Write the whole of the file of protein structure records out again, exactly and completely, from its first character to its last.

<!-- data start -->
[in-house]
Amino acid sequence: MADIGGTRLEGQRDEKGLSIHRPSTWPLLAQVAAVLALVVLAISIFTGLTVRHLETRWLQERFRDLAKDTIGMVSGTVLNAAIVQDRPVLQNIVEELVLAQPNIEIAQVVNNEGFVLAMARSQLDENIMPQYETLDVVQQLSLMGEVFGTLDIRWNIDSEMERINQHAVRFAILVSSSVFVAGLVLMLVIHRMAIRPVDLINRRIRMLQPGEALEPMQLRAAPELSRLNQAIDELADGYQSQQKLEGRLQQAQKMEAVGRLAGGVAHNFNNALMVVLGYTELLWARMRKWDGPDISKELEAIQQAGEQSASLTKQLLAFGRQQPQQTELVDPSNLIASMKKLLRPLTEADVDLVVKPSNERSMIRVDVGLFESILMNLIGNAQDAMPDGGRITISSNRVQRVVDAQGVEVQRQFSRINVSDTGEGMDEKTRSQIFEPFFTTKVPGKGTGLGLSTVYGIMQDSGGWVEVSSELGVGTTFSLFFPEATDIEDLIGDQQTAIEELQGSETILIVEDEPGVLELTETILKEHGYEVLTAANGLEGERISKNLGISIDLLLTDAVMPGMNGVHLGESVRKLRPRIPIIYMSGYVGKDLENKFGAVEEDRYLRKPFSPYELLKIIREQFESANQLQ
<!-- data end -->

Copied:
[in-house]
Amino acid sequence: MADIGGTRLEGQRDEKGLSIHRPSTWPLLAQVAAVLALVVLAISIFTGLTVRHLETRWLQERFRDLAKDTIGMVSGTVLNAAIVQDRPVLQNIVEELVLAQPNIEIAQVVNNEGFVLAMARSQLDENIMPQYETLDVVQQLSLMGEVFGTLDIRWNIDSEMERINQHAVRFAILVSSSVFVAGLVLMLVIHRMAIRPVDLINRRIRMLQPGEALEPMQLRAAPELSRLNQAIDELADGYQSQQKLEGRLQQAQKMEAVGRLAGGVAHNFNNALMVVLGYTELLWARMRKWDGPDISKELEAIQQAGEQSASLTKQLLAFGRQQPQQTELVDPSNLIASMKKLLRPLTEADVDLVVKPSNERSMIRVDVGLFESILMNLIGNAQDAMPDGGRITISSNRVQRVVDAQGVEVQRQFSRINVSDTGEGMDEKTRSQIFEPFFTTKVPGKGTGLGLSTVYGIMQDSGGWVEVSSELGVGTTFSLFFPEATDIEDLIGDQQTAIEELQGSETILIVEDEPGVLELTETILKEHGYEVLTAANGLEGERISKNLGISIDLLLTDAVMPGMNGVHLGESVRKLRPRIPIIYMSGYVGKDLENKFGAVEEDRYLRKPFSPYELLKIIREQFESANQLQ